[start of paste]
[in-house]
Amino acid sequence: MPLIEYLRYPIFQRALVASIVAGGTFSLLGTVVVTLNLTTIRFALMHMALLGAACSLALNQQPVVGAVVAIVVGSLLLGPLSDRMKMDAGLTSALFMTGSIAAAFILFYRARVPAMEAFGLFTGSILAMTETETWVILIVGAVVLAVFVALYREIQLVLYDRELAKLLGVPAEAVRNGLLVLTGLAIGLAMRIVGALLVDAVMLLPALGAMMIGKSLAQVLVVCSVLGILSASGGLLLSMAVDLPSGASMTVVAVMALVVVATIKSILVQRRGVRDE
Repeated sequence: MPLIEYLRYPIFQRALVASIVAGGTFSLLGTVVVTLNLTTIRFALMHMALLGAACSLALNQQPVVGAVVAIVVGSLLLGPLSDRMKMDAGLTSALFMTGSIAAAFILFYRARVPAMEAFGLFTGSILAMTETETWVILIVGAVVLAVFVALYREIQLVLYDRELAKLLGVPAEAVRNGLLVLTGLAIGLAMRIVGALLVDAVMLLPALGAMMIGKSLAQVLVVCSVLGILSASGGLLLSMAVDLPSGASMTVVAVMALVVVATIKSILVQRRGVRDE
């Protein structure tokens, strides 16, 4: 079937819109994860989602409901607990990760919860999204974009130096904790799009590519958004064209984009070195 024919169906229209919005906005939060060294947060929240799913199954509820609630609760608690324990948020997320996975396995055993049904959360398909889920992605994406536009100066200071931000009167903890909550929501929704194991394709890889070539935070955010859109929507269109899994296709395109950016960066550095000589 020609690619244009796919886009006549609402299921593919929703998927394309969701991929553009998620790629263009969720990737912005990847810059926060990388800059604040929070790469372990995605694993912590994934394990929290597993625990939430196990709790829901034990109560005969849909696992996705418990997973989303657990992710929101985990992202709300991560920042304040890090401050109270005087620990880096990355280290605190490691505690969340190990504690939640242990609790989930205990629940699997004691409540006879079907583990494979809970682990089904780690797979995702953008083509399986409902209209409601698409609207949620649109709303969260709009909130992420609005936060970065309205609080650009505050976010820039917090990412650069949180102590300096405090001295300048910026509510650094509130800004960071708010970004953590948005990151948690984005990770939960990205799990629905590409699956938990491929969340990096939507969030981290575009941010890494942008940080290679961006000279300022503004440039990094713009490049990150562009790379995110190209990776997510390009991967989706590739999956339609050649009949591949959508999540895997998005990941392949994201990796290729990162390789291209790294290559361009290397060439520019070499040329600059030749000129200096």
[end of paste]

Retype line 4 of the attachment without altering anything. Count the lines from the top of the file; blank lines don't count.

């Protein structure tokens, strides 16, 4: 079937819109994860989602409901607990990760919860999204974009130096904790799009590519958004064209984009070195 024919169906229209919005906005939060060294947060929240799913199954509820609630609760608690324990948020997320996975396995055993049904959360398909889920992605994406536009100066200071931000009167903890909550929501929704194991394709890889070539935070955010859109929507269109899994296709395109950016960066550095000589 020609690619244009796919886009006549609402299921593919929703998927394309969701991929553009998620790629263009969720990737912005990847810059926060990388800059604040929070790469372990995605694993912590994934394990929290597993625990939430196990709790829901034990109560005969849909696992996705418990997973989303657990992710929101985990992202709300991560920042304040890090401050109270005087620990880096990355280290605190490691505690969340190990504690939640242990609790989930205990629940699997004691409540006879079907583990494979809970682990089904780690797979995702953008083509399986409902209209409601698409609207949620649109709303969260709009909130992420609005936060970065309205609080650009505050976010820039917090990412650069949180102590300096405090001295300048910026509510650094509130800004960071708010970004953590948005990151948690984005990770939960990205799990629905590409699956938990491929969340990096939507969030981290575009941010890494942008940080290679961006000279300022503004440039990094713009490049990150562009790379995110190209990776997510390009991967989706590739999956339609050649009949591949959508999540895997998005990941392949994201990796290729990162390789291209790294290559361009290397060439520019070499040329600059030749000129200096």